The therapeutic efficacy of neem must have been known to man since antiquity as a result of constant experimentation with nature. Ancient man observed the unique features of this tree: a bitter taste, non-poisonous to man, but deleterious to lower forms of life. This might have resulted in its use as a medicine in various cultures, particularly in the Indian subcontinent and later on in other parts of the world. Ayurveda The word neem is derived from Sanskrit Nimba, which means “to bestow health”; the various Sanskrit synonyms of neem signify the pharmacological and therapeutic effects of the tree. It has been nicknamed Neta — a leader of medicinal plants, Pichumarda — antileprotic, Ravisambba — sun ray-like effects in providing health, Arishta — resistant to insects, Sbeetal — cooling (cools the human system by giving relief in diseases caused by hotness, such as skin diseases and fevers), and Krimighana — anthelmintic. It was considered light in digestion, hot in effect, cold in property. In earlier times, patients with incurable diseases were advised to make neem their way of life. They were to spend most of the day under the shade of this tree. They were to drink infusions of various parts of Read more […]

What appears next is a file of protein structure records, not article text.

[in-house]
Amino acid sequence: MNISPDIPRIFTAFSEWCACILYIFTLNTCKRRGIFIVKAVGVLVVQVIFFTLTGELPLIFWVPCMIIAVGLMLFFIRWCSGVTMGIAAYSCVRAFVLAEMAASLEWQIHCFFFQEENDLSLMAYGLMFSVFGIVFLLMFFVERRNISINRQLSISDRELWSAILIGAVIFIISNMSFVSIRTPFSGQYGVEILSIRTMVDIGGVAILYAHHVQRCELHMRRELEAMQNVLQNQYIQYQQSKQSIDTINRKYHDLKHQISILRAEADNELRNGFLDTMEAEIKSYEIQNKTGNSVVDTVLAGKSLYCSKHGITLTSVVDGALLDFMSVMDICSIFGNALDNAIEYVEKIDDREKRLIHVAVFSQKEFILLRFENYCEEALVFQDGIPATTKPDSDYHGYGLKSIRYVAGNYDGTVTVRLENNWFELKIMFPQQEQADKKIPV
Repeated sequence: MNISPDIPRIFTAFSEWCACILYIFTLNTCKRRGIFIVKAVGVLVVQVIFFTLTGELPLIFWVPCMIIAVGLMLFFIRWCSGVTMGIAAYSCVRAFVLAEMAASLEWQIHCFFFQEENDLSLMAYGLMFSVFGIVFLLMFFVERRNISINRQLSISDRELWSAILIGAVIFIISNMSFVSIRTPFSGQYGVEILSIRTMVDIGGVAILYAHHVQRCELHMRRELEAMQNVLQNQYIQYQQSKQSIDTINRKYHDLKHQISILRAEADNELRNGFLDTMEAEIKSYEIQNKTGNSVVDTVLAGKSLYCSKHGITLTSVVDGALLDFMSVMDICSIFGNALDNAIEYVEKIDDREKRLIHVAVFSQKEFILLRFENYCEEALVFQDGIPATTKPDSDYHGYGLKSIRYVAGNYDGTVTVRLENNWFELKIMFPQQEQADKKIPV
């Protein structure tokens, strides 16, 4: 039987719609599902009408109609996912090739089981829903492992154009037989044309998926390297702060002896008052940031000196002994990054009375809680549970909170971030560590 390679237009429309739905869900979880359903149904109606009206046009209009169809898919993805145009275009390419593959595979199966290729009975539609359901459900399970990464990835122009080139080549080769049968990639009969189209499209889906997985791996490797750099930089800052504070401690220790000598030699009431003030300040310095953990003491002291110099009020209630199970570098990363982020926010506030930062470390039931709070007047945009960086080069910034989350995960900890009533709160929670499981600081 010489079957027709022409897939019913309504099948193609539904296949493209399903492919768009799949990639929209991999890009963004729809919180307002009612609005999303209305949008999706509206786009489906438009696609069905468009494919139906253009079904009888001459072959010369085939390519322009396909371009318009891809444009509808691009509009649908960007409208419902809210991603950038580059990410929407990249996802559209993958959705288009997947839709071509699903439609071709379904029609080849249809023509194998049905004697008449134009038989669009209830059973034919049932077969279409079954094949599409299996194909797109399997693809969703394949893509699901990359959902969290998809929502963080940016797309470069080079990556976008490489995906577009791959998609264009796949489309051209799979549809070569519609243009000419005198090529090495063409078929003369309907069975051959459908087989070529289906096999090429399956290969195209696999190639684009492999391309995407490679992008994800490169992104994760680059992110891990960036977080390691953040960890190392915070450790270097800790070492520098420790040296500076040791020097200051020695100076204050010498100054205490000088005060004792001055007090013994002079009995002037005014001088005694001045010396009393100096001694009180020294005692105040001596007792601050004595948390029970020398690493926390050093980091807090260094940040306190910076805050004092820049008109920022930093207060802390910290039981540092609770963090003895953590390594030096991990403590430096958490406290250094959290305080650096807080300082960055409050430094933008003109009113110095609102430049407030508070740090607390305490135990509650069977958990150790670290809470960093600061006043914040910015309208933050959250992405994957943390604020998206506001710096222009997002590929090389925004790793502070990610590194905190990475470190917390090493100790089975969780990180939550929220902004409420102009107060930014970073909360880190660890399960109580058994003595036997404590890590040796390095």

Commonly used chinese herb formulas that contain Perilla